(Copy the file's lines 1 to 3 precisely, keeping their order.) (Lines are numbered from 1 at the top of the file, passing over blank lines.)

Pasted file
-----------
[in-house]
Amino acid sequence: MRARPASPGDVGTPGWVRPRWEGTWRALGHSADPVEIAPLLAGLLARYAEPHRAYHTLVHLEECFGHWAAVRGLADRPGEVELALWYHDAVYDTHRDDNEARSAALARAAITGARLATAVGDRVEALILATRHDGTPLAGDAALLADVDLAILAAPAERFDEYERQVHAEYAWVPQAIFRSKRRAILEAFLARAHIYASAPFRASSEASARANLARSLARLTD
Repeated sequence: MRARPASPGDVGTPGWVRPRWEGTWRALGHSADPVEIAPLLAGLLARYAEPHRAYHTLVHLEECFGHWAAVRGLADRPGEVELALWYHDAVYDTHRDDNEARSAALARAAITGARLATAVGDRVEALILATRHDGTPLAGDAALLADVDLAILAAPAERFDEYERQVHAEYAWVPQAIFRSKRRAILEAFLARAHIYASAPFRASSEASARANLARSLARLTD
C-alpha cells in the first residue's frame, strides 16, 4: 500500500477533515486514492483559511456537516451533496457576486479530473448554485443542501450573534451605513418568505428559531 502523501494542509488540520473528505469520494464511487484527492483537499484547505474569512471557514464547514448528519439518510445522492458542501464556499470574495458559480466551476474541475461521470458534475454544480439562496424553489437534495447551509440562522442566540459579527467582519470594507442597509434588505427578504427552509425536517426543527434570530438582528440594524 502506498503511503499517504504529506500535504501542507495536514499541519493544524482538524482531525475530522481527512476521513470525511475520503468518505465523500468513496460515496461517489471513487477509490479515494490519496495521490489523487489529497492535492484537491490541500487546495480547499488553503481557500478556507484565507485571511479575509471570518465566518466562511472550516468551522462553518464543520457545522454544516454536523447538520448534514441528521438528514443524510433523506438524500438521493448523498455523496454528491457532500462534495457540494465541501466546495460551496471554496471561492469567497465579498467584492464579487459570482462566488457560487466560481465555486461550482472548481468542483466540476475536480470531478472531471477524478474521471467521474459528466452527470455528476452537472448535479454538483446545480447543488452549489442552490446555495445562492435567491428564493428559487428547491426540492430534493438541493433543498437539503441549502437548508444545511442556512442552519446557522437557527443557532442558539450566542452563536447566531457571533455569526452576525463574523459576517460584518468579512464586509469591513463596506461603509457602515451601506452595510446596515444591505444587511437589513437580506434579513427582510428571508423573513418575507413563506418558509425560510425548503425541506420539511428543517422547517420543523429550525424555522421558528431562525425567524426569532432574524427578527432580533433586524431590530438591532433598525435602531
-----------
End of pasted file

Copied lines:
[in-house]
Amino acid sequence: MRARPASPGDVGTPGWVRPRWEGTWRALGHSADPVEIAPLLAGLLARYAEPHRAYHTLVHLEECFGHWAAVRGLADRPGEVELALWYHDAVYDTHRDDNEARSAALARAAITGARLATAVGDRVEALILATRHDGTPLAGDAALLADVDLAILAAPAERFDEYERQVHAEYAWVPQAIFRSKRRAILEAFLARAHIYASAPFRASSEASARANLARSLARLTD
Repeated sequence: MRARPASPGDVGTPGWVRPRWEGTWRALGHSADPVEIAPLLAGLLARYAEPHRAYHTLVHLEECFGHWAAVRGLADRPGEVELALWYHDAVYDTHRDDNEARSAALARAAITGARLATAVGDRVEALILATRHDGTPLAGDAALLADVDLAILAAPAERFDEYERQVHAEYAWVPQAIFRSKRRAILEAFLARAHIYASAPFRASSEASARANLARSLARLTD